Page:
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Jambalaya Recipe (easy)
- 1 tbsp vegetable oil
- 180g (6oz) bacon , preferably SMOKED, chopped
- 200g (7oz) andouille or smoked sausage , sliced 0.5cm / 1/5" thick (Note 1)
- 300g (10oz) chicken thigh , skinless boneless, cut into 2.5cm /1" pieces
- 12 prawns/shrimp , raw, large, (peeled, with or without tails)
- 4 garlic cloves , minced
- 1 tbsp (15g) butter
- 1 onion , large, cut into 1.5 cm / 0.5" pieces
- 2 celery ribs , cut into 1.5 cm / 0.5" pieces
- 2 green capsicum / bell pepper , medium, cut into 1.5 cm / 0.5" pieces
- 1.25 cups long grain rice , uncooked (Note 2)
- 2.5 cups (625ml) low-sodium chicken broth / stock (Note 3)
- 200g (6.5oz) crushed canned tomato
- 2 tbsp tomato paste
- 1 cup green onions , sliced, plus more for serving
Creole Seasoning Mix:
- 2 tsp chopped fresh thyme (or 1 tsp dried thyme)
- 4 tsp sweet paprika
- 1 tsp garlic powder
- 1 tsp onion powder
- 1/2 tsp cayenne powder (adjust spice to taste)
- 1/2 tsp black pepper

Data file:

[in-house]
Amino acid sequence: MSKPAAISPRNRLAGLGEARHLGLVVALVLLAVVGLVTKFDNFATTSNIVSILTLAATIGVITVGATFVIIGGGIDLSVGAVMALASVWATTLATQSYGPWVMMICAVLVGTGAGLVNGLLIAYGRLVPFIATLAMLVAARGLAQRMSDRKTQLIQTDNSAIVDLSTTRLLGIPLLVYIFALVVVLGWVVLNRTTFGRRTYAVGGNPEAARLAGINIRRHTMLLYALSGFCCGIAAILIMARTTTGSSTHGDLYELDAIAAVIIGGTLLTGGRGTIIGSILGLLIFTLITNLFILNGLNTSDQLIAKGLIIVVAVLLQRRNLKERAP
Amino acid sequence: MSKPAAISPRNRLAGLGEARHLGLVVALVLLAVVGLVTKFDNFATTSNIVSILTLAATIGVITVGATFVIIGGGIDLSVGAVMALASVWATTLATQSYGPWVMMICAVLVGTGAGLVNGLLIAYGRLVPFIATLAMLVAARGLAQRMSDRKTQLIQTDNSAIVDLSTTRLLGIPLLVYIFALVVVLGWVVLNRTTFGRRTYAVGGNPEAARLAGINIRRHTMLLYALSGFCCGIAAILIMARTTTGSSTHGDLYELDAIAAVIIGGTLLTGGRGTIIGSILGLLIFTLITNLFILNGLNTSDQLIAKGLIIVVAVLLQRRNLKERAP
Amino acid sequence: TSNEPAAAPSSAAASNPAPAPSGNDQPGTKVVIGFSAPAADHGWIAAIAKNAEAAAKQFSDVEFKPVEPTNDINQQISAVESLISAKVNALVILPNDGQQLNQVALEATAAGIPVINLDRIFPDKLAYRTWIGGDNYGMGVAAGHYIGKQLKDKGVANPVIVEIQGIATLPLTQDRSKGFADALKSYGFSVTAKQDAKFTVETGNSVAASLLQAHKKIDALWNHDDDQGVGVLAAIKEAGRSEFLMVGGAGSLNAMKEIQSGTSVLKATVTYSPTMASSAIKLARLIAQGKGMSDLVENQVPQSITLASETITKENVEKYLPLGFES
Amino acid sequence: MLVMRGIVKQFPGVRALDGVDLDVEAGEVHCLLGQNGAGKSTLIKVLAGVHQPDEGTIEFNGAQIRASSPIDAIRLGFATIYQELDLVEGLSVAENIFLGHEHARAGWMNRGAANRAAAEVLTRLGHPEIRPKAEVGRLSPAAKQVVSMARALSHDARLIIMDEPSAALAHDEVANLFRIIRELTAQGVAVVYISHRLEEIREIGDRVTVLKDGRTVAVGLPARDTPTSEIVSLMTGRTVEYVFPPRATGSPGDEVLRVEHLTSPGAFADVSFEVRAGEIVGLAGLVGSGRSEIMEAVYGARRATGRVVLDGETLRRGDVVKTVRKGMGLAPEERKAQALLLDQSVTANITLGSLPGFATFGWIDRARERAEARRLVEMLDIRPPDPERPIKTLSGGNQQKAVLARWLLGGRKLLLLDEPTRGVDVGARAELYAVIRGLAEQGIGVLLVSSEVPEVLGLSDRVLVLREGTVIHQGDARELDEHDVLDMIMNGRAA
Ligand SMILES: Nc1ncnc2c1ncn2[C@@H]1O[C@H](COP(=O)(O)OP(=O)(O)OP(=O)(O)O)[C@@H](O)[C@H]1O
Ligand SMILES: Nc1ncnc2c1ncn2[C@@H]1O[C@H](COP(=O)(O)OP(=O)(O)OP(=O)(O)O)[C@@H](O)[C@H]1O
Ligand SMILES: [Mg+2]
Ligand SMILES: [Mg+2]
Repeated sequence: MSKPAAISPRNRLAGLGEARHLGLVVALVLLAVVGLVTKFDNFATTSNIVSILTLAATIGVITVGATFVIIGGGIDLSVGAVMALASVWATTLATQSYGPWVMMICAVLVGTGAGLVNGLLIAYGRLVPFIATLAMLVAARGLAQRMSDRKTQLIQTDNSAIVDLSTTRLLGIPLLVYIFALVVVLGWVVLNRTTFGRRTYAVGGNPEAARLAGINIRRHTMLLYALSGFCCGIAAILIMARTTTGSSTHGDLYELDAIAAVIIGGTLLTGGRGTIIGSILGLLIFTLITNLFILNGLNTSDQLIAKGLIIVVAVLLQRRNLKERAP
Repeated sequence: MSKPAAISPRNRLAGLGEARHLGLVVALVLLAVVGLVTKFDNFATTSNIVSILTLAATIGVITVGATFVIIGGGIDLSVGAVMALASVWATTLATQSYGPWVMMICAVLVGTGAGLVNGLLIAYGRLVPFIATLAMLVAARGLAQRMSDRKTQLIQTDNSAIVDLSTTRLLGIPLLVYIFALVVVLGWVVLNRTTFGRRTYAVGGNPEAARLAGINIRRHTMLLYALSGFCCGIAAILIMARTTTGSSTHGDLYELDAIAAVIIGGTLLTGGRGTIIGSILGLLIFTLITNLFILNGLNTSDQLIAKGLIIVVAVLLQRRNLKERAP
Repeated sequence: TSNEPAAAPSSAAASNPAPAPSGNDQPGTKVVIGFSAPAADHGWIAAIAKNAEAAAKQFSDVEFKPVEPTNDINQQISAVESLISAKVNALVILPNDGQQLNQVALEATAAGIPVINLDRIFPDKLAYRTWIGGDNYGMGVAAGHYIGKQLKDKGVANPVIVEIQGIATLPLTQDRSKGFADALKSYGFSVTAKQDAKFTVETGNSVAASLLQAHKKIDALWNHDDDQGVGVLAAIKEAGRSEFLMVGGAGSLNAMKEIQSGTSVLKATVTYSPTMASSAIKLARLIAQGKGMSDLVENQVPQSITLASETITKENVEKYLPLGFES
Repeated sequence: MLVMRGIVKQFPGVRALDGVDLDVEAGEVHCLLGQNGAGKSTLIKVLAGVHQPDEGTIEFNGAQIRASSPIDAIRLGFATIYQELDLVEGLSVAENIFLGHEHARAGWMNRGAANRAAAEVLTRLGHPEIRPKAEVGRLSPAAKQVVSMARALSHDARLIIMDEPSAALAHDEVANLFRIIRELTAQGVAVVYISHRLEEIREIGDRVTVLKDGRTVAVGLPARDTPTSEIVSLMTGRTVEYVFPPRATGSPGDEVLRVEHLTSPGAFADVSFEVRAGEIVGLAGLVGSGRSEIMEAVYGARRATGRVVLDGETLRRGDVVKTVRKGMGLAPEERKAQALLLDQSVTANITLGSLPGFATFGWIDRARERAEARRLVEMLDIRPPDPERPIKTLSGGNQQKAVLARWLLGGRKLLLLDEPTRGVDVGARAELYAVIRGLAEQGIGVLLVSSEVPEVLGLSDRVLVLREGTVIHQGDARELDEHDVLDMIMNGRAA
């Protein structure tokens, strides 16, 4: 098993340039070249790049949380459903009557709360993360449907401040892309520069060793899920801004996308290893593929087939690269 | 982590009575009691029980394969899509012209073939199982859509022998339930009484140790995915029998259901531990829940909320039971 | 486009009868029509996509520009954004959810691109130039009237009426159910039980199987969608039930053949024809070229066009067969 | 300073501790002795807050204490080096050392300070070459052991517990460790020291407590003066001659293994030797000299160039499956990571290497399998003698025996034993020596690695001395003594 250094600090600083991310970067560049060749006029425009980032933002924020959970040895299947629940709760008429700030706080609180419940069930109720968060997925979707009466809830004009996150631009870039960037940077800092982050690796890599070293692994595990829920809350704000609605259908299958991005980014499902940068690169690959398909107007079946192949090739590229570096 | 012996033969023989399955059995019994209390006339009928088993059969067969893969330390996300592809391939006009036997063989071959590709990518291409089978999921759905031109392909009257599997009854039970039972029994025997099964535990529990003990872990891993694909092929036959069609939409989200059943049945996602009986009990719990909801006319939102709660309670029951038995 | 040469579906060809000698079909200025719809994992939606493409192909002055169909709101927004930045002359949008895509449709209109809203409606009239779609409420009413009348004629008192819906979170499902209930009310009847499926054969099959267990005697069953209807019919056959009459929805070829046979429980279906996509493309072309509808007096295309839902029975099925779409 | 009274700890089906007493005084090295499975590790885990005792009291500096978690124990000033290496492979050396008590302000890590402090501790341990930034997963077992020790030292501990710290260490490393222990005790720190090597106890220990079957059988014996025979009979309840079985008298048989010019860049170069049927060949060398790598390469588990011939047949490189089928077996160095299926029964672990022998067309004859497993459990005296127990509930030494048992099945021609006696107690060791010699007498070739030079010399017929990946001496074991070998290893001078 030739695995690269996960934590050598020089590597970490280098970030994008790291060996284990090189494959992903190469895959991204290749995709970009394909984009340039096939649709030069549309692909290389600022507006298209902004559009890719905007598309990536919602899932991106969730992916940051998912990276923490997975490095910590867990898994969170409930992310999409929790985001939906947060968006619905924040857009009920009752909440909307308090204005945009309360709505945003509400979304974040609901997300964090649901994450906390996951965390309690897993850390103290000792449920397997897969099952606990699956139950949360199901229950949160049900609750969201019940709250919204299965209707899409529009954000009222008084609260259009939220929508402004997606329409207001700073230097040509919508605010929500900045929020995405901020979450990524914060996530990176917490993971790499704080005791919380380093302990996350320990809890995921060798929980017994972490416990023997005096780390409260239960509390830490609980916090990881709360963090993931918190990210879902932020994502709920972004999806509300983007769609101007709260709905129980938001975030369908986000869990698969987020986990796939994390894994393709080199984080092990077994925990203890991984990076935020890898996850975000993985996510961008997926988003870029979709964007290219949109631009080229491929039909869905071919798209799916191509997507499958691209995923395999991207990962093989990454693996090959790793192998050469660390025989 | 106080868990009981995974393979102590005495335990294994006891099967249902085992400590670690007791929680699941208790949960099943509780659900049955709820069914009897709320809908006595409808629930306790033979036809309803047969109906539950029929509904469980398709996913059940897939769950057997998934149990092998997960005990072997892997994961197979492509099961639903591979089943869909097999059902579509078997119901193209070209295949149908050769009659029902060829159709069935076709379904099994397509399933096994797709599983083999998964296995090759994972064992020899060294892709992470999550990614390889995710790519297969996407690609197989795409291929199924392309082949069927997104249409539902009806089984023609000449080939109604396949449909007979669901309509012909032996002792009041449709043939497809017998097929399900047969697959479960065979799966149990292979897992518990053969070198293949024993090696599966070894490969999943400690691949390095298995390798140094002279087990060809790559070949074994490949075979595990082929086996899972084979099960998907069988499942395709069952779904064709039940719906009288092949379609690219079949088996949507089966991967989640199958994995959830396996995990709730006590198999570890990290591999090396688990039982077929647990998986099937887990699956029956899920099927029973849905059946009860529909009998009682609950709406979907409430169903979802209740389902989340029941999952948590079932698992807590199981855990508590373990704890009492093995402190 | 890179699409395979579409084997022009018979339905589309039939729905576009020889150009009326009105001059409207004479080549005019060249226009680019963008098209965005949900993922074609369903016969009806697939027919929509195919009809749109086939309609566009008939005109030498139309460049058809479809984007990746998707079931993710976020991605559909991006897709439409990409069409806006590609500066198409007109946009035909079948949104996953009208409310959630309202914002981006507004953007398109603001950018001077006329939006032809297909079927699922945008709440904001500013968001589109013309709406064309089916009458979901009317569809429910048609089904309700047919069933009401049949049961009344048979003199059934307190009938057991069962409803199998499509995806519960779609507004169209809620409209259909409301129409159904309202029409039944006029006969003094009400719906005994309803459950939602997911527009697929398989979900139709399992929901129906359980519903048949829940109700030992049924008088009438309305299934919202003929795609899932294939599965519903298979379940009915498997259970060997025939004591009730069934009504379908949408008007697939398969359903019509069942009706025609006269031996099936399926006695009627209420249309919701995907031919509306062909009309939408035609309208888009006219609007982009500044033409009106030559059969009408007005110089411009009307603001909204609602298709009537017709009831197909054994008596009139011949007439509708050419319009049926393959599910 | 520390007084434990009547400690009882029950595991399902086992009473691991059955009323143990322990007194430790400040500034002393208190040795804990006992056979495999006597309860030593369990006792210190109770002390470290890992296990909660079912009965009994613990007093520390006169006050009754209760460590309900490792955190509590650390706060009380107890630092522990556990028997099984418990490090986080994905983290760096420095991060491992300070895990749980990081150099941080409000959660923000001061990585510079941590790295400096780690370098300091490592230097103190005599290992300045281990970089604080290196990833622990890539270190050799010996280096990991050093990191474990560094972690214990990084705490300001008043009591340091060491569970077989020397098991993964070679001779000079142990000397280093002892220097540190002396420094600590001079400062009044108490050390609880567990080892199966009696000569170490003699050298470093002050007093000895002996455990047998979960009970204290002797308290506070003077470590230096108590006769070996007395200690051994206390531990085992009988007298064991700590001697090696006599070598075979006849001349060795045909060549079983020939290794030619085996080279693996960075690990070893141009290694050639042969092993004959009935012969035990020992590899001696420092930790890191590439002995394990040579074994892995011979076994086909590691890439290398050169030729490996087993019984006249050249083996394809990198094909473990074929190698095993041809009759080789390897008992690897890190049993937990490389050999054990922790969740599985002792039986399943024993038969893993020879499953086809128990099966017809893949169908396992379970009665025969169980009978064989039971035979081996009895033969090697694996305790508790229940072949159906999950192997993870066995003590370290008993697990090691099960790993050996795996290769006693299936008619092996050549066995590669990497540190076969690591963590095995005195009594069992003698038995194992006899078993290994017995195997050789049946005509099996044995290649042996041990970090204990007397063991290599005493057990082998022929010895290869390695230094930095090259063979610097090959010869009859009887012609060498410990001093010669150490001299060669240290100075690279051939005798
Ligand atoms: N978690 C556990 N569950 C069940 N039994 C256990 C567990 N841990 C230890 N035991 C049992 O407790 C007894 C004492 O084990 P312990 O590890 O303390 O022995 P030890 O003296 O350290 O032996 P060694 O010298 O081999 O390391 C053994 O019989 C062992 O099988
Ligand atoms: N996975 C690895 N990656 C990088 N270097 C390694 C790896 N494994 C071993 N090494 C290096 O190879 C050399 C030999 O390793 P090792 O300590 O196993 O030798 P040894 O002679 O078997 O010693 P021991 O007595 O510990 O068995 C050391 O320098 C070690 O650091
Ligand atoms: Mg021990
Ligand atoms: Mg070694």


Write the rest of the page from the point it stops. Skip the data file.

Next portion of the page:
- 1/2 tsp salt
- Preheat oven to 180C/350F (all types).
- Heat oil in a very large skillet or dutch oven over medium high heat. (Note 4)
- Add bacon, cook for 30 seconds (to start fat melting), then add sausages. Cook until sausages are golden - about 3 minutes - then remove into bowl.
- Add chicken into the pan and cook until golden (doesn't need to cook inside), then add to bowl with bacon.
- Sear prawns in the pan for 1.5 minutes on each side, then transfer to a separate bowl (reserve until later).
- Add butter, then garlic, onion, celery and capsicum. Cook for 3 to 4 minutes or until slightly softened.
- Add rice, stir to coat grains in oil.
- Add chicken broth, tomato paste, canned tomato, thyme and Seasoning Mix.
- Stir well, then add chicken, sausages and bacon (including all liquid).
- When you see bubbles across most of the surface, stir well once more. Ensure all rice is submerged, cover with lid, and transfer to oven. (See video)
- Bake 20 minutes. Remove lid and check rice by eating a few grains (careful, very hot!) If the rice is just about done (Note 5 for the correct consistency), go to next step. If rice grains are still firm in the centre, continue to cook, checking rice every 5 mins - most ovens take about 30 mins total cooking (see Note 7).